My first real experience with the Valkyria franchise was the remake of the original game that was release last year. It was a beautiful experience that introduced me to a franchise I’d had interest in before, but hadn’t played. The turn based tactics married beautifully with cover mechanics and light third person shooting. I was immediately hooked. Fast forward to this year and I was again excited at the prospect of getting back into that world again with Valkyria Revolution. The experience hasn’t quite been the same.
Valkyria Revolution is a spin-off of the regular Chronicles timeline of games. It’s set in an alternate universe to an alternate universe where Europe is again at war. This time, though. It’s not all about guns and tanks. Swords and magic make an appearance. The game is set, as mentioned, in a universe that’s different from the already established universe. It takes place 100 years before the events of those games. War has broken out between two major powers. The Ruzi Empire is the dominate force in the area. Jutland wants to break free and rule themselves so they start, as the name suggests, a revolution. However, the events of the war are all controlled by a group of five people known in the story as the Traitors.
You play as Amleth Gronkjear, the leader of this group, though you can and most likely will play as all of the members of the Traitors, and the Jutland army. The game moves away from the more turn based strategy feel of the Valkyria games into a more action RPG style of game. You have full control over the characters movement, but attacks aren’t fully in your hands. You’ll start the attack animations, but, like a more action based RPG, once you press the button they just follow the motions of their attack animations. When in those attack animations you’ll more often than not be pulled past your opponent. If you’ve got the camera locked on them you’ll get dizzy from the constant camera swings. If you don’t you’ll lose time taking damage while trying to swing the view back to where you can see who you’re fighting.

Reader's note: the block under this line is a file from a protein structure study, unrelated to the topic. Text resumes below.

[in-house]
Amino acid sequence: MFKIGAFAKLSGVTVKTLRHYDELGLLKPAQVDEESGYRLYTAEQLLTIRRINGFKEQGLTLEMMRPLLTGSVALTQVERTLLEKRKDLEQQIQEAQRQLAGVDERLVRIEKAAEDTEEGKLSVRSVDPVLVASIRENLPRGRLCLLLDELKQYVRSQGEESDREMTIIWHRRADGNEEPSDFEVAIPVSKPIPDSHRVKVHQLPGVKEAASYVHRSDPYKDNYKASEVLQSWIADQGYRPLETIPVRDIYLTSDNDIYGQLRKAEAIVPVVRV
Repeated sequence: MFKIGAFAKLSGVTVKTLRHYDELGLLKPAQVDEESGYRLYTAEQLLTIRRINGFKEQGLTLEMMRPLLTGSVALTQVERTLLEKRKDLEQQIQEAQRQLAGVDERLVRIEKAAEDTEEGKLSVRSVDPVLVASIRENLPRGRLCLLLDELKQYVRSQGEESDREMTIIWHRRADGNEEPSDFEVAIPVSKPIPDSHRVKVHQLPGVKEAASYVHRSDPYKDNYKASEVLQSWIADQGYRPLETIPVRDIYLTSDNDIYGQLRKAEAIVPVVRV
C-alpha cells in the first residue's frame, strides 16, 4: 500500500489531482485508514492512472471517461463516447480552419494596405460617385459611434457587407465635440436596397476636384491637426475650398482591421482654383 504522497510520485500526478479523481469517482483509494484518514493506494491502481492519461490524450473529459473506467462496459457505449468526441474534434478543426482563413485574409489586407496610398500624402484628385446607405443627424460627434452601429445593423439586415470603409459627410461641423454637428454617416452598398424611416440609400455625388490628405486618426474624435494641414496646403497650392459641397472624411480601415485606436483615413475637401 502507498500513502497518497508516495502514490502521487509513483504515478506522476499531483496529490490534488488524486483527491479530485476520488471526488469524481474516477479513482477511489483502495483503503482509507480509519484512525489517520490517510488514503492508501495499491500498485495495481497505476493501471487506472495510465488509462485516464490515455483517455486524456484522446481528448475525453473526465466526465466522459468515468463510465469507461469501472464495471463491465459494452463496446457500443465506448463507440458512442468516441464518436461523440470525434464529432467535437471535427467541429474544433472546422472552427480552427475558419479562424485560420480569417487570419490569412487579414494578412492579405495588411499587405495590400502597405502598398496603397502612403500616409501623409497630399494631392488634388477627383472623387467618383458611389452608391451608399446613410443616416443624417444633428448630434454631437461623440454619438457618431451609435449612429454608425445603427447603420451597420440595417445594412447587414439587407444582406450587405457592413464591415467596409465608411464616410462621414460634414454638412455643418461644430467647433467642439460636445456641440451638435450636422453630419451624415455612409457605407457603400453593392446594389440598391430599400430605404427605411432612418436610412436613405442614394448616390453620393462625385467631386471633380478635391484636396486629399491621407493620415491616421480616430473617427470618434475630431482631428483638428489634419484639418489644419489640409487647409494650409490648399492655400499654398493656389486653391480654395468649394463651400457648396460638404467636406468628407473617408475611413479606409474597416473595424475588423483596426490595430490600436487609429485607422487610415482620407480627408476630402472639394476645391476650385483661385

Where this game really falls down is the story. Don’t get me wrong, the story is good. It’s interesting, but it takes so much of the focus of the game that it’s hard to be ready when the time for gameplay happens. It’s told through extended cutscenes in which you can set the controller down for what seems like a half an hour at a time before ever picking it back up again. Early on in the game it was nearly an hour before I had control over a character and even then it was for a brief five minutes. All told, though I didn’t have a clock with me, it felt like for the first 2-3 hours of the game I played maybe 30 minutes of action. This was all during tutorials. The idea of these five people being the driving force behind the war for these two countries is interesting. The main characterAmleth, however, just feels like the whole things is revenge against the Ruzi Empire for something they did to him in the past. He comes off as less sympathetic than anyone.